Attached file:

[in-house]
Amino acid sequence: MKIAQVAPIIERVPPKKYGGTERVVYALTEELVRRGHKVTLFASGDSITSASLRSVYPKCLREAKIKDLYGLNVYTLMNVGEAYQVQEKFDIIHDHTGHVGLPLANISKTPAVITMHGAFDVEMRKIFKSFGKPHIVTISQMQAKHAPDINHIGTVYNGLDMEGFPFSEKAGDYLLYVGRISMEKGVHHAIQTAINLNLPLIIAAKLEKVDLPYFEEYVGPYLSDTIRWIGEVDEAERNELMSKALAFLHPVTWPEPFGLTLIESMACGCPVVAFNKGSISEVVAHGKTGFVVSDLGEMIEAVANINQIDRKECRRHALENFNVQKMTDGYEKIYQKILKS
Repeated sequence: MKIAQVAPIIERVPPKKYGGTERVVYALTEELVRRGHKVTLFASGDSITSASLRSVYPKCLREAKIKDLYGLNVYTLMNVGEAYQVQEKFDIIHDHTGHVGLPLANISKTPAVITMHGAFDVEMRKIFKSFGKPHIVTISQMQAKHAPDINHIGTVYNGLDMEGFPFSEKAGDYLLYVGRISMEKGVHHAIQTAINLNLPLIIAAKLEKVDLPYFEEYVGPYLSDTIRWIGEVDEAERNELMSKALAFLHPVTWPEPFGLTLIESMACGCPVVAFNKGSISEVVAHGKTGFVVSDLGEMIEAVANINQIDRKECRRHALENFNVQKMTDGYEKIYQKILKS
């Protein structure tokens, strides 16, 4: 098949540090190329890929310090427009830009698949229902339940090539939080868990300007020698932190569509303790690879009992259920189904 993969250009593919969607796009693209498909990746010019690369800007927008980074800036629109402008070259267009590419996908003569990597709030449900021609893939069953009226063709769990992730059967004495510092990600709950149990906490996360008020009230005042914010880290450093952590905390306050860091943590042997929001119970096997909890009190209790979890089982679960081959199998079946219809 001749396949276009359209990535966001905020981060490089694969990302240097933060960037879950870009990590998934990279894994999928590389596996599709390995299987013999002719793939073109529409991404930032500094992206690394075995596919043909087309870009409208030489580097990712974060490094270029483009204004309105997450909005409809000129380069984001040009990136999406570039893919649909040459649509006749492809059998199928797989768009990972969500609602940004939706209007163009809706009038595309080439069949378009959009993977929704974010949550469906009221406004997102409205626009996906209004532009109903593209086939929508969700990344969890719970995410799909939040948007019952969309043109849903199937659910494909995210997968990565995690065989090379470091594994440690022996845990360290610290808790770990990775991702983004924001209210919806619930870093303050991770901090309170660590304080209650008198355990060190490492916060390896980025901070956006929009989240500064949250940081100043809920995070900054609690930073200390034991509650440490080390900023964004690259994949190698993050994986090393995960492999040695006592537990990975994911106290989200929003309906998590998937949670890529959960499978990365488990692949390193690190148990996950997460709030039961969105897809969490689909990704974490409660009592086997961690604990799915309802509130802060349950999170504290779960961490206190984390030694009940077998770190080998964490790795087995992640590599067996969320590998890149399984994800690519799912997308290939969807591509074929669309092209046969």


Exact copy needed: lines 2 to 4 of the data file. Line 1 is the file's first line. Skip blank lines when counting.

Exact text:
Amino acid sequence: MKIAQVAPIIERVPPKKYGGTERVVYALTEELVRRGHKVTLFASGDSITSASLRSVYPKCLREAKIKDLYGLNVYTLMNVGEAYQVQEKFDIIHDHTGHVGLPLANISKTPAVITMHGAFDVEMRKIFKSFGKPHIVTISQMQAKHAPDINHIGTVYNGLDMEGFPFSEKAGDYLLYVGRISMEKGVHHAIQTAINLNLPLIIAAKLEKVDLPYFEEYVGPYLSDTIRWIGEVDEAERNELMSKALAFLHPVTWPEPFGLTLIESMACGCPVVAFNKGSISEVVAHGKTGFVVSDLGEMIEAVANINQIDRKECRRHALENFNVQKMTDGYEKIYQKILKS
Repeated sequence: MKIAQVAPIIERVPPKKYGGTERVVYALTEELVRRGHKVTLFASGDSITSASLRSVYPKCLREAKIKDLYGLNVYTLMNVGEAYQVQEKFDIIHDHTGHVGLPLANISKTPAVITMHGAFDVEMRKIFKSFGKPHIVTISQMQAKHAPDINHIGTVYNGLDMEGFPFSEKAGDYLLYVGRISMEKGVHHAIQTAINLNLPLIIAAKLEKVDLPYFEEYVGPYLSDTIRWIGEVDEAERNELMSKALAFLHPVTWPEPFGLTLIESMACGCPVVAFNKGSISEVVAHGKTGFVVSDLGEMIEAVANINQIDRKECRRHALENFNVQKMTDGYEKIYQKILKS
């Protein structure tokens, strides 16, 4: 098949540090190329890929310090427009830009698949229902339940090539939080868990300007020698932190569509303790690879009992259920189904 993969250009593919969607796009693209498909990746010019690369800007927008980074800036629109402008070259267009590419996908003569990597709030449900021609893939069953009226063709769990992730059967004495510092990600709950149990906490996360008020009230005042914010880290450093952590905390306050860091943590042997929001119970096997909890009190209790979890089982679960081959199998079946219809 001749396949276009359209990535966001905020981060490089694969990302240097933060960037879950870009990590998934990279894994999928590389596996599709390995299987013999002719793939073109529409991404930032500094992206690394075995596919043909087309870009409208030489580097990712974060490094270029483009204004309105997450909005409809000129380069984001040009990136999406570039893919649909040459649509006749492809059998199928797989768009990972969500609602940004939706209007163009809706009038595309080439069949378009959009993977929704974010949550469906009221406004997102409205626009996906209004532009109903593209086939929508969700990344969890719970995410799909939040948007019952969309043109849903199937659910494909995210997968990565995690065989090379470091594994440690022996845990360290610290808790770990990775991702983004924001209210919806619930870093303050991770901090309170660590304080209650008198355990060190490492916060390896980025901070956006929009989240500064949250940081100043809920995070900054609690930073200390034991509650440490080390900023964004690259994949190698993050994986090393995960492999040695006592537990990975994911106290989200929003309906998590998937949670890529959960499978990365488990692949390193690190148990996950997460709030039961969105897809969490689909990704974490409660009592086997961690604990799915309802509130802060349950999170504290779960961490206190984390030694009940077998770190080998964490790795087995992640590599067996969320590998890149399984994800690519799912997308290939969807591509074929669309092209046969």